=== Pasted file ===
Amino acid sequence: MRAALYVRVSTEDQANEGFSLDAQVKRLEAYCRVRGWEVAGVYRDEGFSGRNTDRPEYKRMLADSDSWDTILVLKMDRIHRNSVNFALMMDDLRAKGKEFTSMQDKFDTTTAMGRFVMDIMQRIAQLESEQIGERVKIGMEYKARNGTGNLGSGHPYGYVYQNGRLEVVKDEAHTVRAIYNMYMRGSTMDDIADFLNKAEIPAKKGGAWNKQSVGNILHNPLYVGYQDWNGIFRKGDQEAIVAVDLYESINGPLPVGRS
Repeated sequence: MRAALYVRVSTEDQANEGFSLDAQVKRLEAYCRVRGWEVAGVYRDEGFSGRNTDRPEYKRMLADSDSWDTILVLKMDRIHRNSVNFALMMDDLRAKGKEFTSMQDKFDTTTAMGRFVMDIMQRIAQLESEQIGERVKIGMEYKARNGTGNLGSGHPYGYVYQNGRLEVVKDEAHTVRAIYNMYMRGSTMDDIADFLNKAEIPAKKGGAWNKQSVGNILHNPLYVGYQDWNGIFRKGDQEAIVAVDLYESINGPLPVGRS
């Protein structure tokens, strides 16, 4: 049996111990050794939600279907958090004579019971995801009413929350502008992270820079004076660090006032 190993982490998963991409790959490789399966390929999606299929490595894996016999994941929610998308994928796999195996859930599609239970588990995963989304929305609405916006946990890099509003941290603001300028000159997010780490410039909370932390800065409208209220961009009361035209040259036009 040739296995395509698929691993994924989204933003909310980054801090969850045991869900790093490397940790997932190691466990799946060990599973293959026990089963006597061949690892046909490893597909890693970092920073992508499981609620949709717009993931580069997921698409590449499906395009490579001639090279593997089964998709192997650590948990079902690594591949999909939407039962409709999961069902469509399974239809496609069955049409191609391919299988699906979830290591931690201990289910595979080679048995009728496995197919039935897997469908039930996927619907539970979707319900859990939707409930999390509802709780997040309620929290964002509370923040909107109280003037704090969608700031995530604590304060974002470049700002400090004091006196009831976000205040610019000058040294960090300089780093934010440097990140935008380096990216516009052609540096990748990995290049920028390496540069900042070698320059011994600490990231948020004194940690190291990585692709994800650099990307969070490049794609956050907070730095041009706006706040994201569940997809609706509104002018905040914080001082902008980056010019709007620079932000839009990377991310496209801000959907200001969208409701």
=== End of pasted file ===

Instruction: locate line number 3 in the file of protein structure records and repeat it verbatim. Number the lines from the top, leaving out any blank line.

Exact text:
């Protein structure tokens, strides 16, 4: 049996111990050794939600279907958090004579019971995801009413929350502008992270820079004076660090006032 190993982490998963991409790959490789399966390929999606299929490595894996016999994941929610998308994928796999195996859930599609239970588990995963989304929305609405916006946990890099509003941290603001300028000159997010780490410039909370932390800065409208209220961009009361035209040259036009 040739296995395509698929691993994924989204933003909310980054801090969850045991869900790093490397940790997932190691466990799946060990599973293959026990089963006597061949690892046909490893597909890693970092920073992508499981609620949709717009993931580069997921698409590449499906395009490579001639090279593997089964998709192997650590948990079902690594591949999909939407039962409709999961069902469509399974239809496609069955049409191609391919299988699906979830290591931690201990289910595979080679048995009728496995197919039935897997469908039930996927619907539970979707319900859990939707409930999390509802709780997040309620929290964002509370923040909107109280003037704090969608700031995530604590304060974002470049700002400090004091006196009831976000205040610019000058040294960090300089780093934010440097990140935008380096990216516009052609540096990748990995290049920028390496540069900042070698320059011994600490990231948020004194940690190291990585692709994800650099990307969070490049794609956050907070730095041009706006706040994201569940997809609706509104002018905040914080001082902008980056010019709007620079932000839009990377991310496209801000959907200001969208409701």